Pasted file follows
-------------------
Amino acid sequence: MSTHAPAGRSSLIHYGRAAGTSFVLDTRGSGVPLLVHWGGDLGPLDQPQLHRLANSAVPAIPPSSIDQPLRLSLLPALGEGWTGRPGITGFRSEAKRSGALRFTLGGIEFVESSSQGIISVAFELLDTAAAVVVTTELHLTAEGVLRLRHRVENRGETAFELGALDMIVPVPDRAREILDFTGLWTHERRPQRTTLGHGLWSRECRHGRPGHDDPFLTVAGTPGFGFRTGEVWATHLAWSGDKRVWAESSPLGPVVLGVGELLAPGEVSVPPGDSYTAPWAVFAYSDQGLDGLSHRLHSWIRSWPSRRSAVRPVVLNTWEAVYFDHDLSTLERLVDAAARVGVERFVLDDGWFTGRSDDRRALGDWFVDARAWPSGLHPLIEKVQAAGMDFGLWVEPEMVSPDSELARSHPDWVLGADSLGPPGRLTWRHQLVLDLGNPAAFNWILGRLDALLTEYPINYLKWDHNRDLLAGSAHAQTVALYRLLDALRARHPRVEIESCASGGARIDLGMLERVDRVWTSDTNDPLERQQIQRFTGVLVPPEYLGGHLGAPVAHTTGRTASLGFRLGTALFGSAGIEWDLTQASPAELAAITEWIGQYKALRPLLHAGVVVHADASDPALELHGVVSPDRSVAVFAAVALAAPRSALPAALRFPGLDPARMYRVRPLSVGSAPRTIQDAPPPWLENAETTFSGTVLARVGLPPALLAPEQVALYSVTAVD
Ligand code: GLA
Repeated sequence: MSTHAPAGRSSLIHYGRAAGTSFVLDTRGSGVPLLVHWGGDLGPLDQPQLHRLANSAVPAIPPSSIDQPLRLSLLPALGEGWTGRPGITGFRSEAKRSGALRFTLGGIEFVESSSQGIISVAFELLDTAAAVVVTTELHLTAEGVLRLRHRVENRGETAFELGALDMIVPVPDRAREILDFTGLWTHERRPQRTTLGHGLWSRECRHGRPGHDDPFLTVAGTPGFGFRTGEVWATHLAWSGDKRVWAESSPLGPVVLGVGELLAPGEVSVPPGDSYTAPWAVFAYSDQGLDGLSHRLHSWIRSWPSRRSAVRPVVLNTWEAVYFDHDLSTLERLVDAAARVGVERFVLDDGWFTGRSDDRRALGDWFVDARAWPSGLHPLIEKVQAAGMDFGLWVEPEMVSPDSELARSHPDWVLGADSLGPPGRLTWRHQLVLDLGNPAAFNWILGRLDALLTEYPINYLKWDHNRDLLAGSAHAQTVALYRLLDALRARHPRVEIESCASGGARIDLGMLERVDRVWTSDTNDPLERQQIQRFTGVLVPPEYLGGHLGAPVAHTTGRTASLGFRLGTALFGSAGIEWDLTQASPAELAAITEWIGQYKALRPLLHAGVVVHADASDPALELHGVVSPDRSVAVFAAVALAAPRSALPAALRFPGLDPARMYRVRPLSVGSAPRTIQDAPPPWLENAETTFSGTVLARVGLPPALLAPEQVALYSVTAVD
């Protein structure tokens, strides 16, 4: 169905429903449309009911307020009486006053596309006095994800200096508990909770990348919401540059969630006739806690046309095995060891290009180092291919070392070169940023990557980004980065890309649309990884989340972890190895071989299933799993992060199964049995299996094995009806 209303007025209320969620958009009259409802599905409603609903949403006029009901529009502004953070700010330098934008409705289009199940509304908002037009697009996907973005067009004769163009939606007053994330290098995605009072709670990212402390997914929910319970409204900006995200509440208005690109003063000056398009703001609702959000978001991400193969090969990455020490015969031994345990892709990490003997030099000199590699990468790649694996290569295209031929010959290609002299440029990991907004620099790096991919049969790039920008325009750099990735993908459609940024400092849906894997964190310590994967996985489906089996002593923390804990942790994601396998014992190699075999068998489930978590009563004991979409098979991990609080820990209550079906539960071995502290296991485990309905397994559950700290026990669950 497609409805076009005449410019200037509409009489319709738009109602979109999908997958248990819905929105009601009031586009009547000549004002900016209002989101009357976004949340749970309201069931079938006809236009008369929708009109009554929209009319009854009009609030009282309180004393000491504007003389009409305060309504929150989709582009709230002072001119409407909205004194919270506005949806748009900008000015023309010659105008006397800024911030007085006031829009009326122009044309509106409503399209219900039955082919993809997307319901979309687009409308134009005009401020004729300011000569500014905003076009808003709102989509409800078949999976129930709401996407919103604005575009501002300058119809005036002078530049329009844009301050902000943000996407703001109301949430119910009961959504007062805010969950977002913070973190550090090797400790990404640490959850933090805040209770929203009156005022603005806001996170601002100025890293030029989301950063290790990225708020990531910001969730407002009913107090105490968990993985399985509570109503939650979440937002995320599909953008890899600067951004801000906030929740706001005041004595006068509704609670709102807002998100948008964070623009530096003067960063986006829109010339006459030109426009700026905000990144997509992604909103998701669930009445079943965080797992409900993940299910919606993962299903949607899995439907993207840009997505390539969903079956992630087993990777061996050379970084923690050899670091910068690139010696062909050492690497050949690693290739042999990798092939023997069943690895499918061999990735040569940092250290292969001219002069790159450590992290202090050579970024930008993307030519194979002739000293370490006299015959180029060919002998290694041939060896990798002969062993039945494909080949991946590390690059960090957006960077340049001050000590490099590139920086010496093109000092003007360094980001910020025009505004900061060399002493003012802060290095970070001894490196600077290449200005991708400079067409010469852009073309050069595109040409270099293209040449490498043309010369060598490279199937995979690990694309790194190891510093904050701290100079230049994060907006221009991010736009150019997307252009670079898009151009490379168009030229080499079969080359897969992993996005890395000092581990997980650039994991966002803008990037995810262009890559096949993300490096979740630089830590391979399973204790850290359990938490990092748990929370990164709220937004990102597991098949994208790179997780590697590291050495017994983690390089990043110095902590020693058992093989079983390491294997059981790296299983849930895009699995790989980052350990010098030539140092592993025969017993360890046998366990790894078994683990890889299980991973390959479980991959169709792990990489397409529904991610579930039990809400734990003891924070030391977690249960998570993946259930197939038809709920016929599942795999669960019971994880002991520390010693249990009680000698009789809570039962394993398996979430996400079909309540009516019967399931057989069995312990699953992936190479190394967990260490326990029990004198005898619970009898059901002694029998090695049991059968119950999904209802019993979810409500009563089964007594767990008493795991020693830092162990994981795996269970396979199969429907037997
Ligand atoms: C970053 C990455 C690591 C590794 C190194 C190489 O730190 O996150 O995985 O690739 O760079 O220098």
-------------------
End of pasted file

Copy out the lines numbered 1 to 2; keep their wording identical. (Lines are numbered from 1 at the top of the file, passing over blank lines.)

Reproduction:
Amino acid sequence: MSTHAPAGRSSLIHYGRAAGTSFVLDTRGSGVPLLVHWGGDLGPLDQPQLHRLANSAVPAIPPSSIDQPLRLSLLPALGEGWTGRPGITGFRSEAKRSGALRFTLGGIEFVESSSQGIISVAFELLDTAAAVVVTTELHLTAEGVLRLRHRVENRGETAFELGALDMIVPVPDRAREILDFTGLWTHERRPQRTTLGHGLWSRECRHGRPGHDDPFLTVAGTPGFGFRTGEVWATHLAWSGDKRVWAESSPLGPVVLGVGELLAPGEVSVPPGDSYTAPWAVFAYSDQGLDGLSHRLHSWIRSWPSRRSAVRPVVLNTWEAVYFDHDLSTLERLVDAAARVGVERFVLDDGWFTGRSDDRRALGDWFVDARAWPSGLHPLIEKVQAAGMDFGLWVEPEMVSPDSELARSHPDWVLGADSLGPPGRLTWRHQLVLDLGNPAAFNWILGRLDALLTEYPINYLKWDHNRDLLAGSAHAQTVALYRLLDALRARHPRVEIESCASGGARIDLGMLERVDRVWTSDTNDPLERQQIQRFTGVLVPPEYLGGHLGAPVAHTTGRTASLGFRLGTALFGSAGIEWDLTQASPAELAAITEWIGQYKALRPLLHAGVVVHADASDPALELHGVVSPDRSVAVFAAVALAAPRSALPAALRFPGLDPARMYRVRPLSVGSAPRTIQDAPPPWLENAETTFSGTVLARVGLPPALLAPEQVALYSVTAVD
Ligand code: GLA